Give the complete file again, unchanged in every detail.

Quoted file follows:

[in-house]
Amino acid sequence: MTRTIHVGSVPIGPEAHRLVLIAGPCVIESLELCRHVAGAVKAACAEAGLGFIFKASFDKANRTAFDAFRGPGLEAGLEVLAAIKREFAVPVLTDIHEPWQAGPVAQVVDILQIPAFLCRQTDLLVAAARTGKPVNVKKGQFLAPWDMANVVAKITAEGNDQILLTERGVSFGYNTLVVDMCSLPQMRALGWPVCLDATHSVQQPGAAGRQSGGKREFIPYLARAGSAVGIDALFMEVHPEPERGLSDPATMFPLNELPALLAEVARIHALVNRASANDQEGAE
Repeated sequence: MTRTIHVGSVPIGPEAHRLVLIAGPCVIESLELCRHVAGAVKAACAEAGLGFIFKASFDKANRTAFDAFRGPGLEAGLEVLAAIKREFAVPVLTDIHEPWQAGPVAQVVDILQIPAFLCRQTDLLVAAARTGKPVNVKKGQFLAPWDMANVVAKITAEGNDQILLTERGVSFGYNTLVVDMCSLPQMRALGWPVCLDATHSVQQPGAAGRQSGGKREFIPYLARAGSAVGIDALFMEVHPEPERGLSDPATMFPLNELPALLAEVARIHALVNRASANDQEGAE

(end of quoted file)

[in-house]
Amino acid sequence: MTRTIHVGSVPIGPEAHRLVLIAGPCVIESLELCRHVAGAVKAACAEAGLGFIFKASFDKANRTAFDAFRGPGLEAGLEVLAAIKREFAVPVLTDIHEPWQAGPVAQVVDILQIPAFLCRQTDLLVAAARTGKPVNVKKGQFLAPWDMANVVAKITAEGNDQILLTERGVSFGYNTLVVDMCSLPQMRALGWPVCLDATHSVQQPGAAGRQSGGKREFIPYLARAGSAVGIDALFMEVHPEPERGLSDPATMFPLNELPALLAEVARIHALVNRASANDQEGAE
Repeated sequence: MTRTIHVGSVPIGPEAHRLVLIAGPCVIESLELCRHVAGAVKAACAEAGLGFIFKASFDKANRTAFDAFRGPGLEAGLEVLAAIKREFAVPVLTDIHEPWQAGPVAQVVDILQIPAFLCRQTDLLVAAARTGKPVNVKKGQFLAPWDMANVVAKITAEGNDQILLTERGVSFGYNTLVVDMCSLPQMRALGWPVCLDATHSVQQPGAAGRQSGGKREFIPYLARAGSAVGIDALFMEVHPEPERGLSDPATMFPLNELPALLAEVARIHALVNRASANDQEGAE